- “They mourned” (50:10): The phrase can literally be translated in Greek-Septuagint as “they beat the breast.”
- “Seven days of mourning” (50:10): The observance of seven days of mourning is not only a common practice in the Scriptures (1 Sam 31:13;
1 Chr 10:12; Job 2:13; Ezek 3:15-16) but it is also a customary Jewish rite today.
- “The Canaanites…saw the mourning” (50:11): Instead of only being heard through the sounds of weeping or crying, the funeral’s mourning could be also seen in actions. The Scriptures mentioned several examples of the middle-eastern mourning customs, such as: tearing clothes and donning sackcloth (Gen 37:34;
2 Sam 1:11), fasting (2 Sam 1:12), walking around bareheaded and barefoot (Ezek 24:17), lacerating themselves (Jer 16:6) or shaving their hair (Ezek 7:18).
- Abel Mizraim (50:11): In the Scriptures, there are several places of names compounded with the word Abel, such as: Abel Shittim or Abel Acacia Grove (Num 33:49), Abel Keramim (Judg 11:33), Abel of Beth Maachah (2 Sam 20:15), Abel Maim (2 Chr 16:4) and Abel Meholah (1 Kgs 19:16). The word “Abel” in Hebrew can literally be translated as “stream,” “brook,” “meadow,” “river” or “watercourse,” which was a wordplay to the word’s intended meaning in the mentioned context, “to mourn.” According to a biblical reference, the location of Abel Mizraim might be Beth ‘Eglaim, situated 4.5 miles southwest of Gaza on the eastern Mediterranean coast alongside the desert road which connected the Hyksos capital of Nile Delta with Asia. Through a large collection of Egyptian-style clay coffins found in a cemetery, the excavations had proved that the town was an Egyptian stronghold. The place was considered a burial site for high-ranking Egyptians serving in Canaan and for Egyptianized Canaanite rulers. [ref]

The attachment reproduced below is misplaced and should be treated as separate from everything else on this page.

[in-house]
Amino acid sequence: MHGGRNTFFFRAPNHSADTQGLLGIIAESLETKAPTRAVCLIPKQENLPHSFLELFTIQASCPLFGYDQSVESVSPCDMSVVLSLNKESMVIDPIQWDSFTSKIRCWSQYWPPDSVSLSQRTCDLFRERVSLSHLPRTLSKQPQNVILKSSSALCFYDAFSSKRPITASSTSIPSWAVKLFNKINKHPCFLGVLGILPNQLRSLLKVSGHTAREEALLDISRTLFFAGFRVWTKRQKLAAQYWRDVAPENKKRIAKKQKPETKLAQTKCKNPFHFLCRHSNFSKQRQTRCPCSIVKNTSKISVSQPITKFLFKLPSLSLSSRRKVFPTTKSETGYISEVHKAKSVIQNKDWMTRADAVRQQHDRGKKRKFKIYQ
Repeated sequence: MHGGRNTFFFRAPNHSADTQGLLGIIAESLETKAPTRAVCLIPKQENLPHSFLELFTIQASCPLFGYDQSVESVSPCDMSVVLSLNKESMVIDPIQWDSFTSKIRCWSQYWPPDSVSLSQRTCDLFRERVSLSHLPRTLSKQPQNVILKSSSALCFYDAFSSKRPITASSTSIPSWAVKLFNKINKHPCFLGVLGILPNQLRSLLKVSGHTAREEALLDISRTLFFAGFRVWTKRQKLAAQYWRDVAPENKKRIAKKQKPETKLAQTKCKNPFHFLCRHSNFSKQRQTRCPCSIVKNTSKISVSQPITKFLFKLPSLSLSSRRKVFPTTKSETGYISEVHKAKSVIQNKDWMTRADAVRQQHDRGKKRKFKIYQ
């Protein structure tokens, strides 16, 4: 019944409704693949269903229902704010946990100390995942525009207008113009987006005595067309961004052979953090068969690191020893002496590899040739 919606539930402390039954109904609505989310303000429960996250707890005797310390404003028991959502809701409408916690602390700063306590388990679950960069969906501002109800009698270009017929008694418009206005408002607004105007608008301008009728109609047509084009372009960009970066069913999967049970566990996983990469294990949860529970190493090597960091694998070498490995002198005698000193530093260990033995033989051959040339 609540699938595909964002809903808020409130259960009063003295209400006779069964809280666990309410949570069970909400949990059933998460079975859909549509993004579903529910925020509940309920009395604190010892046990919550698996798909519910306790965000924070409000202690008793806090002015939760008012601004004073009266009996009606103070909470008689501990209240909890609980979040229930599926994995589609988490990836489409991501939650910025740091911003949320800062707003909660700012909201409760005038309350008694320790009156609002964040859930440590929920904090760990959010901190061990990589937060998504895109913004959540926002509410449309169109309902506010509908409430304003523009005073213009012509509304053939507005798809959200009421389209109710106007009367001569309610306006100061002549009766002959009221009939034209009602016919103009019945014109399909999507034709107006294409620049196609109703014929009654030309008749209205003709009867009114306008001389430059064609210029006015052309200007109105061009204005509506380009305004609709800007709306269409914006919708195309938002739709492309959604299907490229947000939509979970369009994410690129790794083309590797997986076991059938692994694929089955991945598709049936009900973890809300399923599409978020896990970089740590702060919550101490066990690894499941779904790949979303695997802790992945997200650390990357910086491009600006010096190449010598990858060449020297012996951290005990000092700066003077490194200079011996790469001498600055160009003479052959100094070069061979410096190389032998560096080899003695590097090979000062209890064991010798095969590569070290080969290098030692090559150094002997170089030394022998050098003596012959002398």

How did the burial of Jacob in the cave of Machpelah, in the land of Canaan: Conclude the chapter of the three patriarchs in the book of Genesis.Hide Answer
The burial of Jacob in the cave of Machpelah, in the land of Canaan, concluded the chapter of the three patriarchs in the book of Genesis. The Scriptures mentioned that the three patriarchs were all buried in the cave of Machpelah. First, “Abraham buried Sarah his wife in the cave of the field of Machpelah, before Mamre” (Gen 23:19). Second, “Isaac and Ishmael buried [Abraham] in the cave of Machpelah” (Gen 25:9). Third, both Isaac and Rebekah were also buried in the same cave (Gen 49:31). Fourth, Jacob buried Leah, his wife, in the cave of Machpelah (Gen 49:31). Fifth, the sons of Jacob “carried him to the land of Canaan, and buried him in the cave of the field of Machpelah, before Mamre” (Gen 50:13). Therefore, the burial of Jacob inside the cave of Machpelah acted as a conclusion to the journey of the three patriarchs of Genesis—Abraham and Sarah his wife, Isaac and Rebekah his wife, Jacob and Leah his wife.
Completed the usage of the threefold patriarchal phrase “Abraham, lsaac, and Jacob” in the Scriptures.Hide Answer